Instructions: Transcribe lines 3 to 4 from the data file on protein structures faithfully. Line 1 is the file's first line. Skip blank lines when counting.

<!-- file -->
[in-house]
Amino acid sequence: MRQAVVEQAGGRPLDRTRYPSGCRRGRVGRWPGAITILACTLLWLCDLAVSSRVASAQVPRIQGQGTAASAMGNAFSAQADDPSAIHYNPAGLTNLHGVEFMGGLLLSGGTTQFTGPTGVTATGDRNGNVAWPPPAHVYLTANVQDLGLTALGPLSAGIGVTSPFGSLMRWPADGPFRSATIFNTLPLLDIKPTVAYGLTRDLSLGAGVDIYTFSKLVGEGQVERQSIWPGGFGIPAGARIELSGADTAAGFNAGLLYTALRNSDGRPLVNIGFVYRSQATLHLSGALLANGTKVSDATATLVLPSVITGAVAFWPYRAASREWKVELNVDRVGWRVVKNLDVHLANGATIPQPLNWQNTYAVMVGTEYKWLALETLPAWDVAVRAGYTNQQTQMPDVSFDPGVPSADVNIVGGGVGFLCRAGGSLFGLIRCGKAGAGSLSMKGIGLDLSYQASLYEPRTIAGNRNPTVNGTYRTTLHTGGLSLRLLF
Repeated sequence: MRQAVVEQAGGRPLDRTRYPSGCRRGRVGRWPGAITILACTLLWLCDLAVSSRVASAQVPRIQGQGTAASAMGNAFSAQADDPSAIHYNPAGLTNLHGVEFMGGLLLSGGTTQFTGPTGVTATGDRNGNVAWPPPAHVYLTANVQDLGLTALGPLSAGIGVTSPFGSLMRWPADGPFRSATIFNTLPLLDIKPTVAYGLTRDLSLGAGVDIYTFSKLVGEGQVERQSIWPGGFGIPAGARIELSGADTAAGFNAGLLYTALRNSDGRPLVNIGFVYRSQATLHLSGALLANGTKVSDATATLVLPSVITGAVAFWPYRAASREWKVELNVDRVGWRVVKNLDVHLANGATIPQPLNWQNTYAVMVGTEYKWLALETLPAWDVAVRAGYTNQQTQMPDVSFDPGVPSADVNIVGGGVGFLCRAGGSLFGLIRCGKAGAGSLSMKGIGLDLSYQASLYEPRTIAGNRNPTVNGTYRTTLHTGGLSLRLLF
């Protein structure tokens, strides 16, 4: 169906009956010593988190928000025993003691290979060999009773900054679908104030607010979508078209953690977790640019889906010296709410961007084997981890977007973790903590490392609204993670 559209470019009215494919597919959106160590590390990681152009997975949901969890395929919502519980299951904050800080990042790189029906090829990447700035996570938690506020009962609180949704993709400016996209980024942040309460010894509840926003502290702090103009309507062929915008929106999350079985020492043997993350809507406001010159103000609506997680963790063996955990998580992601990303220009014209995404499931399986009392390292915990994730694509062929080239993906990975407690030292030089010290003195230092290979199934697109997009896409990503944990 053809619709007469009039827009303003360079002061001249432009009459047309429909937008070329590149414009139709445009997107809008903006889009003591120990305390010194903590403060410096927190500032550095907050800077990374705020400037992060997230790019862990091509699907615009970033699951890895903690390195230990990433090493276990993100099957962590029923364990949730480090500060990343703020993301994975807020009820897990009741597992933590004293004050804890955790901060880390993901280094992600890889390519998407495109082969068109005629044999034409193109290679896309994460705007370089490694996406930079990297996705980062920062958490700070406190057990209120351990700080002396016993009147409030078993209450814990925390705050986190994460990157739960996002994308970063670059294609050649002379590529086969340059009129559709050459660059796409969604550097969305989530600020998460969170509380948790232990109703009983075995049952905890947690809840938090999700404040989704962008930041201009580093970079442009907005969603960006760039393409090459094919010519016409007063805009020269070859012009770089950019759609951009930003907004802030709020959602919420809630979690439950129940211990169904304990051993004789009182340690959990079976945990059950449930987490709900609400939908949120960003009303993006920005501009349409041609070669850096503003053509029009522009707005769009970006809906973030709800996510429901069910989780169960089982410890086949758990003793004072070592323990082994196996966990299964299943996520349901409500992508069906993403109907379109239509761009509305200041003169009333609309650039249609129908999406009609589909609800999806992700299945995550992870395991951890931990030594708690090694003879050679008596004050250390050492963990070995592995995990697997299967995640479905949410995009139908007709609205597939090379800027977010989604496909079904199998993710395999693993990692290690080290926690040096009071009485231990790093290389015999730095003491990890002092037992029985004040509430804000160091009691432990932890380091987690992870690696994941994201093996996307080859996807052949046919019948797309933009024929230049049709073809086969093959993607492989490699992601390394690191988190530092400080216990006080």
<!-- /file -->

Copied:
Repeated sequence: MRQAVVEQAGGRPLDRTRYPSGCRRGRVGRWPGAITILACTLLWLCDLAVSSRVASAQVPRIQGQGTAASAMGNAFSAQADDPSAIHYNPAGLTNLHGVEFMGGLLLSGGTTQFTGPTGVTATGDRNGNVAWPPPAHVYLTANVQDLGLTALGPLSAGIGVTSPFGSLMRWPADGPFRSATIFNTLPLLDIKPTVAYGLTRDLSLGAGVDIYTFSKLVGEGQVERQSIWPGGFGIPAGARIELSGADTAAGFNAGLLYTALRNSDGRPLVNIGFVYRSQATLHLSGALLANGTKVSDATATLVLPSVITGAVAFWPYRAASREWKVELNVDRVGWRVVKNLDVHLANGATIPQPLNWQNTYAVMVGTEYKWLALETLPAWDVAVRAGYTNQQTQMPDVSFDPGVPSADVNIVGGGVGFLCRAGGSLFGLIRCGKAGAGSLSMKGIGLDLSYQASLYEPRTIAGNRNPTVNGTYRTTLHTGGLSLRLLF
């Protein structure tokens, strides 16, 4: 169906009956010593988190928000025993003691290979060999009773900054679908104030607010979508078209953690977790640019889906010296709410961007084997981890977007973790903590490392609204993670 559209470019009215494919597919959106160590590390990681152009997975949901969890395929919502519980299951904050800080990042790189029906090829990447700035996570938690506020009962609180949704993709400016996209980024942040309460010894509840926003502290702090103009309507062929915008929106999350079985020492043997993350809507406001010159103000609506997680963790063996955990998580992601990303220009014209995404499931399986009392390292915990994730694509062929080239993906990975407690030292030089010290003195230092290979199934697109997009896409990503944990 053809619709007469009039827009303003360079002061001249432009009459047309429909937008070329590149414009139709445009997107809008903006889009003591120990305390010194903590403060410096927190500032550095907050800077990374705020400037992060997230790019862990091509699907615009970033699951890895903690390195230990990433090493276990993100099957962590029923364990949730480090500060990343703020993301994975807020009820897990009741597992933590004293004050804890955790901060880390993901280094992600890889390519998407495109082969068109005629044999034409193109290679896309994460705007370089490694996406930079990297996705980062920062958490700070406190057990209120351990700080002396016993009147409030078993209450814990925390705050986190994460990157739960996002994308970063670059294609050649002379590529086969340059009129559709050459660059796409969604550097969305989530600020998460969170509380948790232990109703009983075995049952905890947690809840938090999700404040989704962008930041201009580093970079442009907005969603960006760039393409090459094919010519016409007063805009020269070859012009770089950019759609951009930003907004802030709020959602919420809630979690439950129940211990169904304990051993004789009182340690959990079976945990059950449930987490709900609400939908949120960003009303993006920005501009349409041609070669850096503003053509029009522009707005769009970006809906973030709800996510429901069910989780169960089982410890086949758990003793004072070592323990082994196996966990299964299943996520349901409500992508069906993403109907379109239509761009509305200041003169009333609309650039249609129908999406009609589909609800999806992700299945995550992870395991951890931990030594708690090694003879050679008596004050250390050492963990070995592995995990697997299967995640479905949410995009139908007709609205597939090379800027977010989604496909079904199998993710395999693993990692290690080290926690040096009071009485231990790093290389015999730095003491990890002092037992029985004040509430804000160091009691432990932890380091987690992870690696994941994201093996996307080859996807052949046919019948797309933009024929230049049709073809086969093959993607492989490699992601390394690191988190530092400080216990006080």